graphic representation (which is shorthand language for complex sets of data),
and narrative (e.g., to describe or compare). If the language function is to prove,
then appropriate language structures include formal two-column proofs as well as
informal explanations that begin with a statement of the problem and known
information, followed by a series of statements such as And then, I know
_______ because _______, ending with what is to be proved.
o In science, language structures include symbolic representations such as
chemical equations (which can be translated into words), graphic and tabular
representations (which are shorthand language for complex sets of data), lists
(e.g., materials lists), and narrative (e.g., analysis and conclusion sections in a
lab report). If the function is to draw conclusions, then appropriate structures
could include charts of investigative results or sentence starters to structure an
analysis such as The result of the investigation show . . ., This data suggests
that. . . .
o In the visual arts, if the function is to respond to a work of art, then an appropriate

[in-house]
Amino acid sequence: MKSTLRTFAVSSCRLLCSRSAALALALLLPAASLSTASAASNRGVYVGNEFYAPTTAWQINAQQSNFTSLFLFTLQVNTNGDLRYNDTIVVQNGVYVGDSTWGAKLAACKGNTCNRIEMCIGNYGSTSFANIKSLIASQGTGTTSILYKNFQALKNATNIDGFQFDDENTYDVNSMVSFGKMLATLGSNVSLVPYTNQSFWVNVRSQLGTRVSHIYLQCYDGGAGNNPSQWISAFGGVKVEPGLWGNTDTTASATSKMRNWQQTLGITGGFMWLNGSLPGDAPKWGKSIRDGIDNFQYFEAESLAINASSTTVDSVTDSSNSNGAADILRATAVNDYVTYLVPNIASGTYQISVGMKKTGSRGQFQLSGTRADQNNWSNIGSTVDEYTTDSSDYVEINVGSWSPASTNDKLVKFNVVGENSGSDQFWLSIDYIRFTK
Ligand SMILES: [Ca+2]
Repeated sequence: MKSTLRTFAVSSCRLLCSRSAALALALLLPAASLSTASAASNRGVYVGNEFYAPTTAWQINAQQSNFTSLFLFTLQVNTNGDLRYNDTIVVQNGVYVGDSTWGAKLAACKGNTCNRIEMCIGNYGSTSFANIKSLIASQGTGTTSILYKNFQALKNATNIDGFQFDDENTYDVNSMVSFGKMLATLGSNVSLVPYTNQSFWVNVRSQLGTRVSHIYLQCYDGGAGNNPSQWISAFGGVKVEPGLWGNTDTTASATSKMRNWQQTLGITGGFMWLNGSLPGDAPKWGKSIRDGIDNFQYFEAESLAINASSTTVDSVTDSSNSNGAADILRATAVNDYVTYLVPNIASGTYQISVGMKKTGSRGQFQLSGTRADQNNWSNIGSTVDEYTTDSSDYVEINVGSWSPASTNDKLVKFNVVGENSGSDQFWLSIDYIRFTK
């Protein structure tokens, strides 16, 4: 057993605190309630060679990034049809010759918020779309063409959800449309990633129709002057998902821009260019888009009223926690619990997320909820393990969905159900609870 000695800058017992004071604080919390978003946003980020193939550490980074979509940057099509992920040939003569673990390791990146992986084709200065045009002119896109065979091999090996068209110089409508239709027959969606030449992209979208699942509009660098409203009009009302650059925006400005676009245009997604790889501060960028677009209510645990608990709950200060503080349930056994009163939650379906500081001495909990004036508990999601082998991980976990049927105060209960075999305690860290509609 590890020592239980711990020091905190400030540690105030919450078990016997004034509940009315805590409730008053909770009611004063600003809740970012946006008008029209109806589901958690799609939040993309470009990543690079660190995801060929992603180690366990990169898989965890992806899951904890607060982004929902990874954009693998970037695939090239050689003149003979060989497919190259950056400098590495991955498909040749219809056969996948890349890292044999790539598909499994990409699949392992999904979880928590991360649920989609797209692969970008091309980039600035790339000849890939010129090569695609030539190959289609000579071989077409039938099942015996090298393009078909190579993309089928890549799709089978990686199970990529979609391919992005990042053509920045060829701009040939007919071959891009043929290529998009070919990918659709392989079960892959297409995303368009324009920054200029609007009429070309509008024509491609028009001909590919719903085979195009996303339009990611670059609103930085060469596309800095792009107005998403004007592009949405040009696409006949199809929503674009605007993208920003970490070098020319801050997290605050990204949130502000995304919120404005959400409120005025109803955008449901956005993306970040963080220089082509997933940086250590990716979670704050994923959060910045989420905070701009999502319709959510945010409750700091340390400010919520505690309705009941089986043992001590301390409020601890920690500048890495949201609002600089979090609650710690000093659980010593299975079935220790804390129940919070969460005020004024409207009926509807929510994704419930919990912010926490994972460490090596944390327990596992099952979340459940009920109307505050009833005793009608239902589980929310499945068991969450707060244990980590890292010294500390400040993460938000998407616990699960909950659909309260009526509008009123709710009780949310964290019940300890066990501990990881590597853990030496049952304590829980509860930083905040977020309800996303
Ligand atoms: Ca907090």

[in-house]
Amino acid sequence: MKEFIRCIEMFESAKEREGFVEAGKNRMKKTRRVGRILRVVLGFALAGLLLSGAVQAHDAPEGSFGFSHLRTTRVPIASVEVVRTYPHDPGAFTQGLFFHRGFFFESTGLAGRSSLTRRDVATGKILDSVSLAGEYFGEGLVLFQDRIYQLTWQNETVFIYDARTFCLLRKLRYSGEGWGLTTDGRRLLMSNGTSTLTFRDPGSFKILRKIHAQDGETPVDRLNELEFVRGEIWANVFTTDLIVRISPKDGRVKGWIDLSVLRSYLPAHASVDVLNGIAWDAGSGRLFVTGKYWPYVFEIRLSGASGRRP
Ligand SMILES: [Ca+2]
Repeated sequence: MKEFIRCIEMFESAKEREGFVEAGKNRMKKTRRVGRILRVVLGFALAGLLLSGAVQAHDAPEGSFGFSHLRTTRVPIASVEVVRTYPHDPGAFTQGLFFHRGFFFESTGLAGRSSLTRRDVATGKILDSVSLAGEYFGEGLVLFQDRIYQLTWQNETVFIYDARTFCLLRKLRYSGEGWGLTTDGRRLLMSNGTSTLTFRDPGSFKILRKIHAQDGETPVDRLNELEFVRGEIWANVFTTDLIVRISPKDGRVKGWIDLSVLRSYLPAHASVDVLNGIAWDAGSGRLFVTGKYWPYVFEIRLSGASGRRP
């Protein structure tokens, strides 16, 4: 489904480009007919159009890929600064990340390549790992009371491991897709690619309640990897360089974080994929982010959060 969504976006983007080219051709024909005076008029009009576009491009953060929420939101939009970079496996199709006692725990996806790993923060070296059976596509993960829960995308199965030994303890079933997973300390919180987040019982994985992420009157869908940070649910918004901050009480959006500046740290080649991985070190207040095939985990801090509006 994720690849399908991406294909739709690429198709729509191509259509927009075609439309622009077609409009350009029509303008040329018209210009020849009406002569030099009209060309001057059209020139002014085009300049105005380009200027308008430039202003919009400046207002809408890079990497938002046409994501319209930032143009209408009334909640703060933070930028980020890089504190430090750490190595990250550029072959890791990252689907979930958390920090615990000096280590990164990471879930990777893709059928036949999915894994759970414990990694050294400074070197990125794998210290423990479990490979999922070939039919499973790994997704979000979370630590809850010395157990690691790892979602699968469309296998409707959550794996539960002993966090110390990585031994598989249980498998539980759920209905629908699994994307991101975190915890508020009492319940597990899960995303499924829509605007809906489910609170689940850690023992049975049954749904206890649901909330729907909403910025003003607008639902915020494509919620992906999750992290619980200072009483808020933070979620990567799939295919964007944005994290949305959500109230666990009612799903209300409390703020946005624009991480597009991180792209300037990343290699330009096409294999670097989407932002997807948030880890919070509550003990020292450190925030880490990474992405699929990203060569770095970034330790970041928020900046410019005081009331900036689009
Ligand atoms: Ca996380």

language form would include an essay beginning with a summary of the overall
response, followed by paragraphs identifying specific elements of the work that
contributed to the response, with supporting details explaining why or how they
worked. For a kindergarten student, the response might consist of pattern
sentences such as What catches my eye about this painting is ______ because
it ________ .
o In agricultural education, language structures include symbolic representations
such as schematics and blueprints, graphic representation (which is shorthand
language for complex sets of data), and narrative (e.g., to describe or compare).

DISCOURSE is not used in the early childhood, special education, or


world language handbooks.

language demands:9 Specific ways that academic language (vocabulary, functions,


discourse, syntax) is used by students to participate in learning tasks through reading,
writing, listening, and/or speaking to demonstrate their disciplinary understanding.

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language functions: The content and language focus of the learning task, represented
by the active verbs within the learning outcomes.